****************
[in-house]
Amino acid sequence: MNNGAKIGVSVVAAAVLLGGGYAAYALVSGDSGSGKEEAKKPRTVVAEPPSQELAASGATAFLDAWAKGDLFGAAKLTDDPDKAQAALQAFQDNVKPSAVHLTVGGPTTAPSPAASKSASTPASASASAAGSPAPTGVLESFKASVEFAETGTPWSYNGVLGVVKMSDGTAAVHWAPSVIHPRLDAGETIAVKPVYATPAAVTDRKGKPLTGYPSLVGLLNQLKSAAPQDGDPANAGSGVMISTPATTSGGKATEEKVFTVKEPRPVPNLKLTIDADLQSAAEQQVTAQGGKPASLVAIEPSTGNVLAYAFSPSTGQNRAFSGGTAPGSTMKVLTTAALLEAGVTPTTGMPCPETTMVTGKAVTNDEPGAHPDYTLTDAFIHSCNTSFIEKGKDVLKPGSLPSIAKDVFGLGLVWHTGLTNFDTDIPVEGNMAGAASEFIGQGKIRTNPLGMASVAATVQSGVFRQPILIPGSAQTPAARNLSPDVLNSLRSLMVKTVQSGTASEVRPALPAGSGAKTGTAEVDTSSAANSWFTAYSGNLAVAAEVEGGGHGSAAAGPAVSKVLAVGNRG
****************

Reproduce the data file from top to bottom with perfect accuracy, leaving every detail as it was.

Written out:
[in-house]
Amino acid sequence: MNNGAKIGVSVVAAAVLLGGGYAAYALVSGDSGSGKEEAKKPRTVVAEPPSQELAASGATAFLDAWAKGDLFGAAKLTDDPDKAQAALQAFQDNVKPSAVHLTVGGPTTAPSPAASKSASTPASASASAAGSPAPTGVLESFKASVEFAETGTPWSYNGVLGVVKMSDGTAAVHWAPSVIHPRLDAGETIAVKPVYATPAAVTDRKGKPLTGYPSLVGLLNQLKSAAPQDGDPANAGSGVMISTPATTSGGKATEEKVFTVKEPRPVPNLKLTIDADLQSAAEQQVTAQGGKPASLVAIEPSTGNVLAYAFSPSTGQNRAFSGGTAPGSTMKVLTTAALLEAGVTPTTGMPCPETTMVTGKAVTNDEPGAHPDYTLTDAFIHSCNTSFIEKGKDVLKPGSLPSIAKDVFGLGLVWHTGLTNFDTDIPVEGNMAGAASEFIGQGKIRTNPLGMASVAATVQSGVFRQPILIPGSAQTPAARNLSPDVLNSLRSLMVKTVQSGTASEVRPALPAGSGAKTGTAEVDTSSAANSWFTAYSGNLAVAAEVEGGGHGSAAAGPAVSKVLAVGNRG